Christi Craig‘s post on Sunday Discoveries inspired my own post on things I found in my own house. Last week I had a yard sale, and in preparation for it I found some things. Lots of things, really. But I’ll mention three.
1.) The long lost bleach pen. I have a pair of stained white pants in my closet waiting for the day I find my bleach pen. There are just a few spots and don’t want to bleach to whole thing and ruin the colored part of the pants. Bad news is why bother having wearable white pants after Labor Day? I mean, wasn’t it Kathleen Turner who played the role of a woman so upset by another woman wearing white after Labor Day that she killed her? Best not to chance it. Worse is by the time Memorial Day rolls around, I will have lost the bleach pen again. Maybe then I’ll just suck it up and buy another one. Just like I do Scotch tape. I think I’m in possession of about 4000 rolls of tape due to my “sucking it up”.
2.) My Autumn garden flag. Unlike the bleach pen, this find is quite timely. I lost this flag when I moved to my house about eight years ago. I’ve been pouting about it since and not sucking it up and buying a new one and just doing without. Now I’m very happy.
3.) I found an old calendar. Sometimes I’ll buy a calendar of art or photographs that is too beautiful to throw out. Some I’ve cut my favorite months, framed and hung on the wall. The one I found is photographs of Provence, France. I had big plans for it—no wall space, but big plans, anyway—and shoved it away in a closet for the big plan day—otherwise known as the day of big plans, of which I have many.
Now if you’ve ever run across an old calendar it’s just as nostalgic as the scent of something from your past, a song from your childhood, or an old letter from your grandma. But this calendar isn’t that old. 2004. Seven years ago. Seven years ago didn’t seem like that long until I started flipping through the months.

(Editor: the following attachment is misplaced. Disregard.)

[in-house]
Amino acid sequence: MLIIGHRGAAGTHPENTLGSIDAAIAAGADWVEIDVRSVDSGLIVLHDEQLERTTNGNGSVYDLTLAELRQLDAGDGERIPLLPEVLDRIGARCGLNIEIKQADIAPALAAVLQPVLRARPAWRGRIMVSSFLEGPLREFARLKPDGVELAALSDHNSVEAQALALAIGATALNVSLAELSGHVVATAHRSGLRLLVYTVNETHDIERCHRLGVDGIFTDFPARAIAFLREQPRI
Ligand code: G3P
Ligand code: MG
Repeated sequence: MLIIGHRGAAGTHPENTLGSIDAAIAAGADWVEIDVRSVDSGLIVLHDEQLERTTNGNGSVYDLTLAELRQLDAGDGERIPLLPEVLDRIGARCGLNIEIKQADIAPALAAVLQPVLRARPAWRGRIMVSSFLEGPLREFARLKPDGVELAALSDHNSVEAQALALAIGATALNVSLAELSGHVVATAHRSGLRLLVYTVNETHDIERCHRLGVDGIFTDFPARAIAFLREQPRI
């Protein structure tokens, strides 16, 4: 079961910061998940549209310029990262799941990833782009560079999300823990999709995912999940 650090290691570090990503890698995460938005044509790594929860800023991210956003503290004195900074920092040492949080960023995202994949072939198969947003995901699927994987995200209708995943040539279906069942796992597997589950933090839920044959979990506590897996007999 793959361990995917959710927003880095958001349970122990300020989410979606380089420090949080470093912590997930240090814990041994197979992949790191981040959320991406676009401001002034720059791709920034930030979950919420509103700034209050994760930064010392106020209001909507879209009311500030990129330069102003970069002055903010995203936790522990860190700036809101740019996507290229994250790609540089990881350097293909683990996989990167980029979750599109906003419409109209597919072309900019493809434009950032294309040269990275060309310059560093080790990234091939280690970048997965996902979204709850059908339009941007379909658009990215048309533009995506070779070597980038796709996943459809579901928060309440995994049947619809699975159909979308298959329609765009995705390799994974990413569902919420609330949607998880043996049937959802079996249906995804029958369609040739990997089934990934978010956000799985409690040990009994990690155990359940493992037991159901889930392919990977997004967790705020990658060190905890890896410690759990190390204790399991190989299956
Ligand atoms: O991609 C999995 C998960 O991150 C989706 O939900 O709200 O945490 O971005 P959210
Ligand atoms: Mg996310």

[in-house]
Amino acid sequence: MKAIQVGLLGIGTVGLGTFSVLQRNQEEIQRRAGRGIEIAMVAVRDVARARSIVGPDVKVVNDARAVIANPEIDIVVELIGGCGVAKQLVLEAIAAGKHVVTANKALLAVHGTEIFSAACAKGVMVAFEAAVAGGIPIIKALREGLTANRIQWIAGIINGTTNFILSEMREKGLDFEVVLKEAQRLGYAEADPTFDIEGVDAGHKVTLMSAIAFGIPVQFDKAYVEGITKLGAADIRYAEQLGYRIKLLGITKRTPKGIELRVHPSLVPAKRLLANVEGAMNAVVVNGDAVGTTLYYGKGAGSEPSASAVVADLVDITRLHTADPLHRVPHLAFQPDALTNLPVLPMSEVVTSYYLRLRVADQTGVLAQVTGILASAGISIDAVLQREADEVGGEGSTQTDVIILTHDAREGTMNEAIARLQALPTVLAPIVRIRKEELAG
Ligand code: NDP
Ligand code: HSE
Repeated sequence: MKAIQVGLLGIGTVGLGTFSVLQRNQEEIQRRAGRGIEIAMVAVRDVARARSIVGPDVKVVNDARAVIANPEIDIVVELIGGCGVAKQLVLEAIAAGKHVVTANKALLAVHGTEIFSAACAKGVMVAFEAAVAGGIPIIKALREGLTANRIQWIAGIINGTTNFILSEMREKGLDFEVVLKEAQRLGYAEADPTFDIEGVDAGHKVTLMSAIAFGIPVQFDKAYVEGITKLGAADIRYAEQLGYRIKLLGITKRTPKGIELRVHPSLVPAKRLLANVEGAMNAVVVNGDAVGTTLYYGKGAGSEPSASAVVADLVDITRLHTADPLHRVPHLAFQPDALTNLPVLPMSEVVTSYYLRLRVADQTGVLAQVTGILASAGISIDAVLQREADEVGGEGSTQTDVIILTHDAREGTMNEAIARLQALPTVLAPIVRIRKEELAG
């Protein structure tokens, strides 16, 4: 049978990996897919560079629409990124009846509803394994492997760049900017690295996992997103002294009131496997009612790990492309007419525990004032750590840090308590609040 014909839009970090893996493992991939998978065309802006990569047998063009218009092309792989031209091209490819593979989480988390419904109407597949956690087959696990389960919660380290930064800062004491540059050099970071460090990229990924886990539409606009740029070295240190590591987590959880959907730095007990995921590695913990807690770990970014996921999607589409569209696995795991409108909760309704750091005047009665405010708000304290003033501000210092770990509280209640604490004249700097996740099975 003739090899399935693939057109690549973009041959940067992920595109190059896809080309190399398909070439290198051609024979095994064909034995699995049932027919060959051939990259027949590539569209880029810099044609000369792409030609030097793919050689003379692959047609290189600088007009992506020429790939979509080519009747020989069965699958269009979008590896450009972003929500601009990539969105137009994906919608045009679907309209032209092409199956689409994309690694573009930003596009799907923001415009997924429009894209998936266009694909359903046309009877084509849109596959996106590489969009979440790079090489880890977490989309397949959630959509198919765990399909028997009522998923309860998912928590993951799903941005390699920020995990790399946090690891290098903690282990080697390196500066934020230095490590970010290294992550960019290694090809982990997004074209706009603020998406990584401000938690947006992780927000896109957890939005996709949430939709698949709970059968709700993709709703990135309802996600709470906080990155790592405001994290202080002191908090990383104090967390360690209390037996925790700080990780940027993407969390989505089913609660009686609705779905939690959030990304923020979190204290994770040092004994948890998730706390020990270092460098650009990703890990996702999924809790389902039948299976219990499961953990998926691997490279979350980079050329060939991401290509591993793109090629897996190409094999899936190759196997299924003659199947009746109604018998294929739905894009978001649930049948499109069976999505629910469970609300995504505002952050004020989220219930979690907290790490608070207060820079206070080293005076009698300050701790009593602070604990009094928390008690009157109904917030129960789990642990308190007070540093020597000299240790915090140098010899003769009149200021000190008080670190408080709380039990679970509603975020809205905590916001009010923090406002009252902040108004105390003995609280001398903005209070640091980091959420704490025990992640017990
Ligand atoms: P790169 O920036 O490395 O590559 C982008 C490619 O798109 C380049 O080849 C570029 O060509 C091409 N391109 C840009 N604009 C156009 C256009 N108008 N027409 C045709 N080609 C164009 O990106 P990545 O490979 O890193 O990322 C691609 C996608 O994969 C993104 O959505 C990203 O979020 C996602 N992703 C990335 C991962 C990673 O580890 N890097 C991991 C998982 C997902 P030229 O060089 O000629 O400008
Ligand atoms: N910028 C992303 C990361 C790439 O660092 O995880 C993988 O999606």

February I had “off” written. Wow it seems so long ago that I used to work for a living. I feel like I’ve been writing my whole life. I almost forgot about that other life.
That same February I went to Hawaii. Ahh, pleasant memories. The following month we went to Disneyland and stayed at the Disneyland Hotel, and by April, the memories of income and what I did to spend it came rushing back. The happiness I felt moments before turned to envy—of my own dang self—and I wanted my old financial security back. I wanted trips again, to Provence, in particularly.
Oh, but look, at the end of April was preschool open house. Preschool? Now my envy turned to tears as that little preschooler just started middle school.
I took another vacation in June, and in July, I celebrated my 7th wedding anniversary. Also in July I had laser eye surgery—the first of three. Ahh, the things money can buy—the gift of sight.
In August I had another vacation, this time to Oregon. (I got three weeks a year but accumulated some years.) August my little one went to kindergarten and my oldest to 8th grade.
The excitement continued, but when I finished poring over the entire year, I remembered something else about my past life. The year 2004 was two years before my back surgery. I’ll call that B.S. In B.S. I wasn’t a broken old lady. I didn’t have to make accommodations like I do now after surgery (A.S). I would not plan a trip to Disneyland now as I can’t stand for longer than a half hour. I can’t ride rides. A.S. I can’t do many, many things. And tragically, I can’t medicate due to reactions to almost every kind of medicine there is.
I flipped back through the months and lived those days over again and again, thinking how unpredictable life is, how I never in a million years could have predicted that I would take on a new persona, a new career path, a life of plotting and planning, not just on how to have the least pain-free day, but in my writing, which in 2004 was the furthest thing from my mind.
Naturally I would love to live with no pain or physical limitations, but I can’t complain too much. These days I’m doing something I feel I was born to do. Plus life is slower not working outside the home. The days go by faster but life is slower without competing in the “rat race” and worrying about my performance. I’m there for my kids. I can spot bleach my pants—or not—and I can enjoy the fruits of my labor, even if all I did that day was hang my Autumn flag.
Have you ever found something you thought you lost?